Do you love to read? TFK Kid Reporters do, too! Here, Belle Irby and Roman Peterson share their reviews of two of the year's most noteworthy books. This is the first in a three-part series. Check back soon for more in our end-of-year roundup.
Title: In Your Shoes
Author: Donna Gephart
Reviewed by: TFK Kid Reporter Belle Irby
Genre: Realistic Fiction
Number of pages: 336
What’s the basic story line? Amy had to leave all her friends behind when, after the death of her mother, she moved from big-city Chicago to a small town in Pennsylvania. Everything is different, including her new middle school. Meanwhile, Miles seems to always think about death, even though he is surrounded by constant fun at his family’s bowling alley. Amy and Miles meet in a funny way, when Amy is accidentally hit in the head with a bowling shoe. These two characters, along with two more of Miles’s friends, learn to get through middle school and life together.
Are the characters believable? Yes. The challenges that Miles and Amy face throughout this story are the same challenges that most middle-school kids face. Both of these characters experience emotions such as loss, loneliness, embarrassment, and anxiousness. This makes them relatable.
Who would like this book? Anyone who enjoys a heart-melting story about the ups and downs of friendship would love In Your Shoes.
On a scale of 1 to 10, with 10 being the best, how would you rate this book? In Your Shoes is definitely a 9. I like how a reader can really picture all the scenes in the book, and the story is a good example of how two people who don’t appear to have much in common can become the best of friends. I thought it was great how the author used descriptive adjectives and phrases to make the reader feel like he or she was right there, living alongside the characters.
Title: Marcus Vega Doesn’t Speak Spanish
Author: Pablo Cartaya
Reviewed by: TFK Kid Reporter Roman Peterson
Genre: Realistic Fiction
Number of pages: 272
What’s the basic story line? Fourteen-year-old Marcus Vega is living with his single mom and his mentally challenged brother. When he is suspended from school for defending his brother against a bully, his mother suggests they take a vacation. Marcus wants to go to Puerto Rico, in hopes of finding his father. Six plane tickets and a bus ride later, he is surrounded by people he’s never met, whom he’s supposed to call family. Suddenly, Marcus, his mom, and his brother are no longer alone. They are surrounded by new sights and people while they’re trying to track down Marcus’s father.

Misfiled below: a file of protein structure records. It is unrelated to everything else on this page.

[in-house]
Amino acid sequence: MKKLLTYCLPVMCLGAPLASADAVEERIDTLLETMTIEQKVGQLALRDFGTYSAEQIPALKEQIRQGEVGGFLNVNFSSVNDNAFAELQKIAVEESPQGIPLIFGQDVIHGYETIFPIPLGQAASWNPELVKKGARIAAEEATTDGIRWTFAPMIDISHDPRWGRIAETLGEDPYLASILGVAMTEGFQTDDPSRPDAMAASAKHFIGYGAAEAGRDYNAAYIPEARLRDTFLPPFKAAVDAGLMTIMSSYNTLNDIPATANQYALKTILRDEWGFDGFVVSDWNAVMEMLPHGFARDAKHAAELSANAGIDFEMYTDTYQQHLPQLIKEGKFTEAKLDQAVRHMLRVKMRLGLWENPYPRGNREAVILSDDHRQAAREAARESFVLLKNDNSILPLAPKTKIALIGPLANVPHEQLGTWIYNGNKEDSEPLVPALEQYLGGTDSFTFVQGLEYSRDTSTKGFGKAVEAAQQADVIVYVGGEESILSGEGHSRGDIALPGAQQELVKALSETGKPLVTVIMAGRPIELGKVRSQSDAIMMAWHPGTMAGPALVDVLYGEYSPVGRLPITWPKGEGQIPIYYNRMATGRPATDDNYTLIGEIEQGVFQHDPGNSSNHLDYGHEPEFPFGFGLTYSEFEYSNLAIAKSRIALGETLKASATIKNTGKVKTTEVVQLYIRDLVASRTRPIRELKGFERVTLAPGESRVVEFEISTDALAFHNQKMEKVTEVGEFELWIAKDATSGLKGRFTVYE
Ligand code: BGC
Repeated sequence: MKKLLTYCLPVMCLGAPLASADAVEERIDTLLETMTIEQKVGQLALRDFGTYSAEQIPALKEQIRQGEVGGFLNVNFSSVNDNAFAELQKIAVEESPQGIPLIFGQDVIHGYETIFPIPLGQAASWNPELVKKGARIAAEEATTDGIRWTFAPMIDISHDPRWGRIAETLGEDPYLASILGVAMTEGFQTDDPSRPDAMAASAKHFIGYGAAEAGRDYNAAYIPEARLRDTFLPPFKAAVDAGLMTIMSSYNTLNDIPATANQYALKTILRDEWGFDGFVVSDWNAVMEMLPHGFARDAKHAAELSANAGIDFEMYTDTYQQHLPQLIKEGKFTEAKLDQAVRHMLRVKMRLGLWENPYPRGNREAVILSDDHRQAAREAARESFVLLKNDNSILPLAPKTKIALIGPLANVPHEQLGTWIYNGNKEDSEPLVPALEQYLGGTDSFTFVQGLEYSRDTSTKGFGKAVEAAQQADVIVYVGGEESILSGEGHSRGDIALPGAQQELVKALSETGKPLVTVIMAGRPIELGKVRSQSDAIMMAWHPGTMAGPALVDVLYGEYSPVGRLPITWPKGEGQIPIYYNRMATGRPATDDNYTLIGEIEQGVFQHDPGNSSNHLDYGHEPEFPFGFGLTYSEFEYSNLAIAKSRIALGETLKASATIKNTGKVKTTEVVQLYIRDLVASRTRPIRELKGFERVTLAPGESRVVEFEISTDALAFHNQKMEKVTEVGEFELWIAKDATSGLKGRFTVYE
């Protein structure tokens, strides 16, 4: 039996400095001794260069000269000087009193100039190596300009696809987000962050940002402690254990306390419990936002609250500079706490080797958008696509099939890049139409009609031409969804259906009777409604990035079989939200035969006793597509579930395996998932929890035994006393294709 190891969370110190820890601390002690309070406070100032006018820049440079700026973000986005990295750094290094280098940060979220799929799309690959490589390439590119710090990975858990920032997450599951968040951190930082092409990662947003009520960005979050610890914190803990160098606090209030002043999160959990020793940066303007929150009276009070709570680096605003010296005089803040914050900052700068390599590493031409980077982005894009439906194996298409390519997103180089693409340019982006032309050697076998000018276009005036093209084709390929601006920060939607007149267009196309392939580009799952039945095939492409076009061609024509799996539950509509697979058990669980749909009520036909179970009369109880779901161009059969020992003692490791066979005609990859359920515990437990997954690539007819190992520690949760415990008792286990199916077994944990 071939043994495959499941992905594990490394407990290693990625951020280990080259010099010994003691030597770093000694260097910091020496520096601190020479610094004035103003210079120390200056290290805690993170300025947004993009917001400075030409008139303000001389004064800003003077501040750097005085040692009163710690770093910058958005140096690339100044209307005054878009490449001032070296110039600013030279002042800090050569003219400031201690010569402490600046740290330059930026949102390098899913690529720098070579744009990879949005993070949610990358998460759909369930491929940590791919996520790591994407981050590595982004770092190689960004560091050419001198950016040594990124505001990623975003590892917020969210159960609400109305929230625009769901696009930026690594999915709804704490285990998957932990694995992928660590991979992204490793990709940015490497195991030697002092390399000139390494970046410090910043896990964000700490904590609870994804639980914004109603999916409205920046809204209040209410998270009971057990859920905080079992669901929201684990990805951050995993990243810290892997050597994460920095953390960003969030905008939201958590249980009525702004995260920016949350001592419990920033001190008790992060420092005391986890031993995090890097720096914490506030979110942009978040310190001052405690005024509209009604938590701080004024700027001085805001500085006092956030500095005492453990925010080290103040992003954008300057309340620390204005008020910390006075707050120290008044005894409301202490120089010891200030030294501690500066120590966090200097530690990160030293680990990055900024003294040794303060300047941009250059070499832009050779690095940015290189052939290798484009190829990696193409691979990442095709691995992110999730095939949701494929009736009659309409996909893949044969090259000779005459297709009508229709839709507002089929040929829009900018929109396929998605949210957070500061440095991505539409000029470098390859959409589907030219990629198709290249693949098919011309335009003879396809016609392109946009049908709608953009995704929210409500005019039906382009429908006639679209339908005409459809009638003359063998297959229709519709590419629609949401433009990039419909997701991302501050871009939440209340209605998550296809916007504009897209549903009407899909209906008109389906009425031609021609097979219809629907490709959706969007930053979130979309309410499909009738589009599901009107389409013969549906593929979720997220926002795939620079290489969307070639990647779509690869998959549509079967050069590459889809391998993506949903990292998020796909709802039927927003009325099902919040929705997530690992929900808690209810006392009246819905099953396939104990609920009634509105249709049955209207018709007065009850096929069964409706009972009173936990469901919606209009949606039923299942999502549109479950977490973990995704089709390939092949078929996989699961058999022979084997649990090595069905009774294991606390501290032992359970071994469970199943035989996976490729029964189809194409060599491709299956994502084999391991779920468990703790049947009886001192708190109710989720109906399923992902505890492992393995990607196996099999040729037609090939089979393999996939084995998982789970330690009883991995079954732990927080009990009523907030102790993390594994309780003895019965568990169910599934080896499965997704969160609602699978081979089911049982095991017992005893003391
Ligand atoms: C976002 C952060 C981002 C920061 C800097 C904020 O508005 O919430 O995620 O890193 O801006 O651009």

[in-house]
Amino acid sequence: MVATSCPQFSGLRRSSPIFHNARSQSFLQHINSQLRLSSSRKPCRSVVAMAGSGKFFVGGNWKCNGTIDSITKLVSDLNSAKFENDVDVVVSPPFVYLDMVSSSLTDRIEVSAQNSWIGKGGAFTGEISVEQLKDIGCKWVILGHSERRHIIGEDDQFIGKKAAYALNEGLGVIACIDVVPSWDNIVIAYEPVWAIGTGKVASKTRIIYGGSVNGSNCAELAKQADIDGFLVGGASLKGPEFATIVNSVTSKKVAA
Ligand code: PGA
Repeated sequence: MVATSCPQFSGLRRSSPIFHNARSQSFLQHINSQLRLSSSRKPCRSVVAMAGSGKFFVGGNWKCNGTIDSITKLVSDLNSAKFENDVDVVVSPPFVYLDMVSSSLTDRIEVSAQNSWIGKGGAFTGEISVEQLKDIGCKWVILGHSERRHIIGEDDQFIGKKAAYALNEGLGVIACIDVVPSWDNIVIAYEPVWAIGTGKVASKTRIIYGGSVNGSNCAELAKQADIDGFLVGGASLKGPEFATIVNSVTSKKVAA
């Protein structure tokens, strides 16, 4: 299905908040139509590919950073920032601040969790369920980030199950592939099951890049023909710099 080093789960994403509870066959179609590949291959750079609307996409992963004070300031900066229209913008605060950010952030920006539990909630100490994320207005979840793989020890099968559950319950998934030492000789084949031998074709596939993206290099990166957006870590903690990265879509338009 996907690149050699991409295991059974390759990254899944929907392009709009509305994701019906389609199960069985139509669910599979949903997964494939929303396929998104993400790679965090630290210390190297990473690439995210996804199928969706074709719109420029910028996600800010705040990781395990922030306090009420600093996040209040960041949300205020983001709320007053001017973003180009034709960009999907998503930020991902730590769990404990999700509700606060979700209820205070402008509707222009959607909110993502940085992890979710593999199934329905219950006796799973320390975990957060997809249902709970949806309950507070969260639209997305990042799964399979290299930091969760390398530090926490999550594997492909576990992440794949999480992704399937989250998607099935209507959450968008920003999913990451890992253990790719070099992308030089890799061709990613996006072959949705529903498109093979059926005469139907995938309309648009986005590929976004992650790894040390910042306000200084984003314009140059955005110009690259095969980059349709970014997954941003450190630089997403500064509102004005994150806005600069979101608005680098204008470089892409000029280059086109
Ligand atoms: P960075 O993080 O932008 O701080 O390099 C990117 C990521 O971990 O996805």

Are the characters believable? I found these characters to be very believable, but I think Marcus is probably more mature than your average 14-year-old. He looks out for his brother, Charlie, like a parent, but always in a way that feels realistic. When Marcus play-wrestles with Charlie, it reminds me of the way I interact with my brother. And their mom, Mel Vega, reminds me a lot of my mom, especially when she stands up for Marcus.
Who would like this book? I would recommend this book to anyone who appreciates heartwarming novels about family or books that explore figuring out who you are. Marcus Vega Doesn’t Speak Spanish is inspirational without getting sappy. It felt like a quick read because it had a lot of twists and turns. It’s great for someone looking for a book to read on vacation or to write up as a book report.
On a scale of 1 to 10, with 10 being the best, how would you rate this book? I give Marcus Vega Doesn’t Speak Spanish a 10. It was that good. The way Cartaya sets up and writes each scene makes you feel like you’re standing right there, silently watching everything unfold. The book stayed with me even after I was done. And I was never bored.